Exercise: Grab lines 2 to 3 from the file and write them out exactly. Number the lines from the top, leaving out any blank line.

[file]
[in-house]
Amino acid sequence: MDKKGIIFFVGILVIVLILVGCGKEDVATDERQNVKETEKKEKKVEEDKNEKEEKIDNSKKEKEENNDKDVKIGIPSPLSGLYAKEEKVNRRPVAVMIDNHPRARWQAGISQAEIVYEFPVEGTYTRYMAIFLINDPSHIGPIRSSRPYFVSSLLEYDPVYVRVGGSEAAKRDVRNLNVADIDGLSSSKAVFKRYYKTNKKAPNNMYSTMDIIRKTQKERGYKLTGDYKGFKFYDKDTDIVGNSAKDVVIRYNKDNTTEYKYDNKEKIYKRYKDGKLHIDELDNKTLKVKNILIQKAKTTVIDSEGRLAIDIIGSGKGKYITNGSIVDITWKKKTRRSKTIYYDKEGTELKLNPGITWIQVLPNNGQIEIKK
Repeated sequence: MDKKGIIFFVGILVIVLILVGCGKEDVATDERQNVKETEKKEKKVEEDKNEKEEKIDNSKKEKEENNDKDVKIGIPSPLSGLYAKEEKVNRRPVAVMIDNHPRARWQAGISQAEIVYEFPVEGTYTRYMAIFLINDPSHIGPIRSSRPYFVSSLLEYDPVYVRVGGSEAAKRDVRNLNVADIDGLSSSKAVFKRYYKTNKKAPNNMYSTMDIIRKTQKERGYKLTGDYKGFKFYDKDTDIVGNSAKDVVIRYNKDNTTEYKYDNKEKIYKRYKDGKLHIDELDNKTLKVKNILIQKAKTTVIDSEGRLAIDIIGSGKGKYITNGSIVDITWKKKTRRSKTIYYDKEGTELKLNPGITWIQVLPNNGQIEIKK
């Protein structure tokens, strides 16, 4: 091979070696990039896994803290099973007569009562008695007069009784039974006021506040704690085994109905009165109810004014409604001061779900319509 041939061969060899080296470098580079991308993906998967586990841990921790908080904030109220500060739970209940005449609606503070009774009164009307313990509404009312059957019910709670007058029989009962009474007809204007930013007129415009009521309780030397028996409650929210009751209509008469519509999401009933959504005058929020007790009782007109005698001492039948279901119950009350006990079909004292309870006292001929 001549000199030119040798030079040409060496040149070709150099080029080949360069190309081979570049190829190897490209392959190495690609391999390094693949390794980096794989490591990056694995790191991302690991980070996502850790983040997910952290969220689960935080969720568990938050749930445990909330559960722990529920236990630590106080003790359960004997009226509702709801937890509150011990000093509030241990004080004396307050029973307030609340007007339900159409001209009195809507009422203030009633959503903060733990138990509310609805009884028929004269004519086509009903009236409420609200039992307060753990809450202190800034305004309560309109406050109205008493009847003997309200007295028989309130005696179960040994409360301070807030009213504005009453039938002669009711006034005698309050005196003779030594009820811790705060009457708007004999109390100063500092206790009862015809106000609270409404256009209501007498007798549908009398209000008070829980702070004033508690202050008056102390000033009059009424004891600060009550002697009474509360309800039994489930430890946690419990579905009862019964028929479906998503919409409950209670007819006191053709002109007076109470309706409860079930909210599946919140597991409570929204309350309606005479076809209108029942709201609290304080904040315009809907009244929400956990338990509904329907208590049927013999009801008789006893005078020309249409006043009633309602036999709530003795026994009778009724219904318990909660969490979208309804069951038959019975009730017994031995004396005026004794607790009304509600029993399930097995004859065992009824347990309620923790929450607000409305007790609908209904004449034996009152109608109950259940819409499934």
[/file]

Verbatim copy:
Amino acid sequence: MDKKGIIFFVGILVIVLILVGCGKEDVATDERQNVKETEKKEKKVEEDKNEKEEKIDNSKKEKEENNDKDVKIGIPSPLSGLYAKEEKVNRRPVAVMIDNHPRARWQAGISQAEIVYEFPVEGTYTRYMAIFLINDPSHIGPIRSSRPYFVSSLLEYDPVYVRVGGSEAAKRDVRNLNVADIDGLSSSKAVFKRYYKTNKKAPNNMYSTMDIIRKTQKERGYKLTGDYKGFKFYDKDTDIVGNSAKDVVIRYNKDNTTEYKYDNKEKIYKRYKDGKLHIDELDNKTLKVKNILIQKAKTTVIDSEGRLAIDIIGSGKGKYITNGSIVDITWKKKTRRSKTIYYDKEGTELKLNPGITWIQVLPNNGQIEIKK
Repeated sequence: MDKKGIIFFVGILVIVLILVGCGKEDVATDERQNVKETEKKEKKVEEDKNEKEEKIDNSKKEKEENNDKDVKIGIPSPLSGLYAKEEKVNRRPVAVMIDNHPRARWQAGISQAEIVYEFPVEGTYTRYMAIFLINDPSHIGPIRSSRPYFVSSLLEYDPVYVRVGGSEAAKRDVRNLNVADIDGLSSSKAVFKRYYKTNKKAPNNMYSTMDIIRKTQKERGYKLTGDYKGFKFYDKDTDIVGNSAKDVVIRYNKDNTTEYKYDNKEKIYKRYKDGKLHIDELDNKTLKVKNILIQKAKTTVIDSEGRLAIDIIGSGKGKYITNGSIVDITWKKKTRRSKTIYYDKEGTELKLNPGITWIQVLPNNGQIEIKK